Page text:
Tax-related identity theft occurs when someone uses a Social Security number (SSN) — either a client’s, a spouse’s, or dependent’s — to file a tax return claiming a fraudulent refund. Thieves may also use a stolen Employer Identification Number (EIN) from a business client to create false Forms W-2 to support refund fraud schemes.

How to know if a client is a victim of tax-related identity theft

Tax professionals may be unaware a client is a victim of identity theft until they attempt to file the tax return and it is rejected as a duplicate return. Other indicators include receiving a notice regarding:

  • More than one tax return filed using the client’s SSN,

  • A balance due, refund offset or collection action taken for a year in which no return was filed,

  • IRS or state records indicate the client received wages from an unknown employer,

  • An amended tax return, fictitious employees or about a defunct, closed or dormant business (for business clients).

Did someone file a tax return or W-2 using a client’s SSN?

If a client’s SSN has been compromised, whether from a data breach, computer hack or stolen wallet, and they have reason to believe they are at risk for tax-related identity theft, tax pros should take these steps:

  • If the client received an IRS or state notice, respond immediately.

  • Complete IRS Form 14039, Identity Theft Affidavit, if  directed to do so by the IRS or if the

    client’s e-file return rejects because of a duplicate SSN and there are no other errors (example:

    transposed numbers). Fax or mail to the IRS according to the instructions.

  • Follow identity theft reporting procedures provided on the client’s state revenue agency website.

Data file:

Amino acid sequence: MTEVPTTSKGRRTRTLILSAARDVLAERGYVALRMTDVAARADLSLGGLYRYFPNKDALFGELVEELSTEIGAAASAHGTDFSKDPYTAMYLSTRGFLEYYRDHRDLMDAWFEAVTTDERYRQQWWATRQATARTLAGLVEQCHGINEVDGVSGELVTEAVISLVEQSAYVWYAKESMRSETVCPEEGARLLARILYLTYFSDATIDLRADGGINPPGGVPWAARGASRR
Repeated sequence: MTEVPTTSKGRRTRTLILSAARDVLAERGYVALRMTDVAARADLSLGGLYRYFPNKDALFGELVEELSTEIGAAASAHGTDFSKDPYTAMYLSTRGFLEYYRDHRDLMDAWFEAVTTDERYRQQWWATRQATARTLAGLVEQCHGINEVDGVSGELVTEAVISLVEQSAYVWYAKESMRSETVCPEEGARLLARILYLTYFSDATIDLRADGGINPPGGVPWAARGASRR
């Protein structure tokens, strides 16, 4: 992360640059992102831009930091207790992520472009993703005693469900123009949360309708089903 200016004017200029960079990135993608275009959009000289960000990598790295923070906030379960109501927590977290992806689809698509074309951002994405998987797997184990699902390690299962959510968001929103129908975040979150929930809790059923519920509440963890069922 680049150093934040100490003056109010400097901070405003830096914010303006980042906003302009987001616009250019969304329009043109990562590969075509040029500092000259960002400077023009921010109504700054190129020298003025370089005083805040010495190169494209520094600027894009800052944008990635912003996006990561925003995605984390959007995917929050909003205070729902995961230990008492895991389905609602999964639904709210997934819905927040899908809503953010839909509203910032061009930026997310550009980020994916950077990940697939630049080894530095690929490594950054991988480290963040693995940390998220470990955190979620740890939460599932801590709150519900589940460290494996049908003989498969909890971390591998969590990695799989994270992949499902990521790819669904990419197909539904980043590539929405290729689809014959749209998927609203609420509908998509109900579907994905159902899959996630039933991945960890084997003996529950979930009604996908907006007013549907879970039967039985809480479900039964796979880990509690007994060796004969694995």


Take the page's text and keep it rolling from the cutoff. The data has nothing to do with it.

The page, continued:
• To inquire about specific client return information, preparers must have a power of attorney on

    file and must authenticate their identity with the IRS or state customer service representative.

What can preparers do if a client is a victim of identity theft?

The Federal Trade Commission, the lead federal agency on general identity theft issues, has recommended steps identity theft victims should take to protect their credit. See for general recommendations for clients. Other steps include:

  • For identity theft victims who previously contacted IRS and have not achieved a resolution,

    contact IRS for specialized assistance at 800-908-4490. Contact state revenue agencies per the

    website’s instructions.

  • Clients should continue to file returns and pay taxes, even if it must be done by paper.

How can preparers protect clients’ sensitive information?

  • When providing clients with copies of their tax returns, preparers can redact or mark out the

    Social Security numbers and bank account information for client protection.

  • The IRS, state tax agencies and the tax industry launched an ongoing awareness campaign for

    taxpayers called Taxes. Security. Together. A similar awareness effort is directed at tax

    professionals, Protect Your Clients; Protect Yourself.

  • Be aware that tax preparation businesses can become a target for criminals. Follow IRS security

    guidelines in Publication 4557, Safeguarding Taxpayer Data, for protecting taxpayer information.

    Related Resources: